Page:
Today is the last day of September and the first day of Stop Sign Farms’ official life, having turned our first dollar from strangers, selling the fruits of our labor, or, more accurately, the fruits of our lovely ladies’ labor. A chair, a cooler, a hand-made sign, and an umbrella were our “farm stand” and three unknown entities, most certainly neighbors, put money in the jar and took a ½ dozen eggs out.
It feels good somehow.
Today I also waded ankle-deep into canning, a process I have always regarded as magical and mystical and frankly dangerous. I’ve admired others who can but felt intimidated and overwhelmed by the process. But after hearing friends discuss it and reading Kingsolver’s spectacular “locivore” book, Animal, Vegetable, Miracle, I decided to dip my toe in by beginning with the most idiot-proof substance: tomatoes. Or, actually, tomato sauce. Tomatoes are so acidic, it’s tough to keel over from your mistakes, so this seemed a logical place to begin. The jars cooling on my kitchen counter keep popping, so I think we can claim success.
It’s easy to forget, but we’ve come a long way in the 18 months since we plucked 3 young hens generously shared with me by my friend Shelley down into a chicken wire concoction surrounding a Freecycle dog house. Those girls won my heart in about 8.2 seconds and I was hooked. The vineyard would have to wait: Here comes livestock.
Fast forward a year and a half. We’ve scored a real coop on same Freecycle, having to cut it apart and reassemble it, with improvements, to transport it (very nearly necessitating divorce in our household). We’ve built a real chicken run, my mom and our housesitter adding the netting “roof” while we were away. We spent a backbreaking summer building a sheep fence, getting 6 sheep, managing to complete their lean-to in a sleet storm, already minutes into what passes for winter here. We acquired 2 more sheep, AGAIN with the Freecycle!, and went on to move fairly painlessly (for us) through the lambing season with the crisis-less birth of seven babies. About February we’d lost hope that our ram was just interested in snuggling when we finally, joyfully caught him the act, raising our hopes that new life might actually grace our property. And indeed it did, coming in fits and starts and with very little help from us. A first season passed with no vets and no deaths. A good start.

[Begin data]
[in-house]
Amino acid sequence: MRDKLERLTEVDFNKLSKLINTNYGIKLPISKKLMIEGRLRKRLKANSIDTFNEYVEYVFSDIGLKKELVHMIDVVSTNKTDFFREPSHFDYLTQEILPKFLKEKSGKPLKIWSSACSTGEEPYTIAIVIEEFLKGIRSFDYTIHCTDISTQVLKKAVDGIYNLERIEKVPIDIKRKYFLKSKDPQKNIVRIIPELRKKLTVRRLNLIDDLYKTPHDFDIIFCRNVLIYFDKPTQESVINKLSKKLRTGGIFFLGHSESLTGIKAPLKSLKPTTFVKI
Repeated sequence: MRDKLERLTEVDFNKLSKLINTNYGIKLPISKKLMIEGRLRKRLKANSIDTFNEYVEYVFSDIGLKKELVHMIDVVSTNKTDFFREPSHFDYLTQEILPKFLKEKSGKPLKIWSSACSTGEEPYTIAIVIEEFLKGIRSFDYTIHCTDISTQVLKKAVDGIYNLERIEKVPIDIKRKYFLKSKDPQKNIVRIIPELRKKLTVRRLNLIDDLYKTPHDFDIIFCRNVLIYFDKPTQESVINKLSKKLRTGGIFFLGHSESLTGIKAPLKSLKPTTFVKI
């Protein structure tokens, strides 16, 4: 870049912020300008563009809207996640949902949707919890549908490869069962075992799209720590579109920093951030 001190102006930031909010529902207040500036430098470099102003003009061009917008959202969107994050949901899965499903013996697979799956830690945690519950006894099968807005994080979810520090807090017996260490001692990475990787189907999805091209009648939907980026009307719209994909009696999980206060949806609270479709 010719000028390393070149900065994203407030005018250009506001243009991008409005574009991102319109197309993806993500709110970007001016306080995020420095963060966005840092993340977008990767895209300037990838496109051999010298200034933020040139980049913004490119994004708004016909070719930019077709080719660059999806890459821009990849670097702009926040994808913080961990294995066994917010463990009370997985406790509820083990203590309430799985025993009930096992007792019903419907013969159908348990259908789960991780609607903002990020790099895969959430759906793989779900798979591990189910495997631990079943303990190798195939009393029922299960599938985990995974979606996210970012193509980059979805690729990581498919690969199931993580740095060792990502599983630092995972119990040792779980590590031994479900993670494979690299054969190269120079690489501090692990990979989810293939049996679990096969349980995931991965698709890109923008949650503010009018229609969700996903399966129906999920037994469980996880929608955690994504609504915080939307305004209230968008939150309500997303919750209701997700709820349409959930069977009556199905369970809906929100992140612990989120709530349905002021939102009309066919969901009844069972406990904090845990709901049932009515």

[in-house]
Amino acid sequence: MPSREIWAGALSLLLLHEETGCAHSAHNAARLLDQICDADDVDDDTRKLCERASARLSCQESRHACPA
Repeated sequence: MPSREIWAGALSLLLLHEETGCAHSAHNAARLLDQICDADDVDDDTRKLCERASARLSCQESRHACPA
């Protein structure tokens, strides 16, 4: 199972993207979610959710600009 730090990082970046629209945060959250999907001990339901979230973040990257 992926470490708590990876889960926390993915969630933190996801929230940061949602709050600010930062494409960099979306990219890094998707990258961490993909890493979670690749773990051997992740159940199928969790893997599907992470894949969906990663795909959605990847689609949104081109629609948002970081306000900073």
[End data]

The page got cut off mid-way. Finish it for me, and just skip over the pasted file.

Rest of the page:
Meanwhile, we jumped on the day-old chick bandwagon and had a downstairs shower full of peeps as the winter rains thrashed our windows. For a very, very long month already chronicled here, these fluffballs lived in a giant cardboard box in our shower, in our 6X7 bathroom, in our 1500 SF house until it felt to me as if everything within a 20-foot radius of that box was covered in a fine dust of chick manure. We grieved for the losses, caused by their unusually-cold flight during an Iowa snow storm, and watched them sprout feathers and personalities. Finally, I couldn’t stand it any more, bought some chain and a hook, and hung the heat lamp in the new and improved coop. A new cardboard box, with low sides and a nerve-tweakingly low heat lamp, and the chicks were officially farm animals.
We lovingly recruited 2 friends from Seattle to help keep our sheep healthy on a quarterly basis. They swear they relish a day on the farm with their kids, 7 and 5, and we almost want to kiss their sheep poop-encrusted boots for the day of sheep wrangling that results in trimmed hooves, vaccinations, and worming. After we declare the ruminants good for another three months, we cook together and enjoy the rest of the day while our kids run wild in the joy of open space and a forest to call their own.
And now Thanksgiving dinner in the form of turkeys purchased from our local feed/friend guy lurks in the chicken coop. They wouldn’t so much lurk as lounge except that minutes after being set free in the run, one of the two pushed past us and out the gate to demonstrate their impressive flying skills – sure to wow anyone accustomed to mere chicken abilities – unfolding condor-like wings and soaring to a nearby Madrona…only to come up short on the landing part of the flying equation and plummet straight down to break a leg. Thus, our two turkeys pass their days inside, our injured but coping hen kept company by her commiserating companion. After consulting all the available experts, including gratefully accepting a site-visit by my turkey-raising pal, I am placated that my dinner is not suffering, but the situation’s irony is nonetheless not lost on me.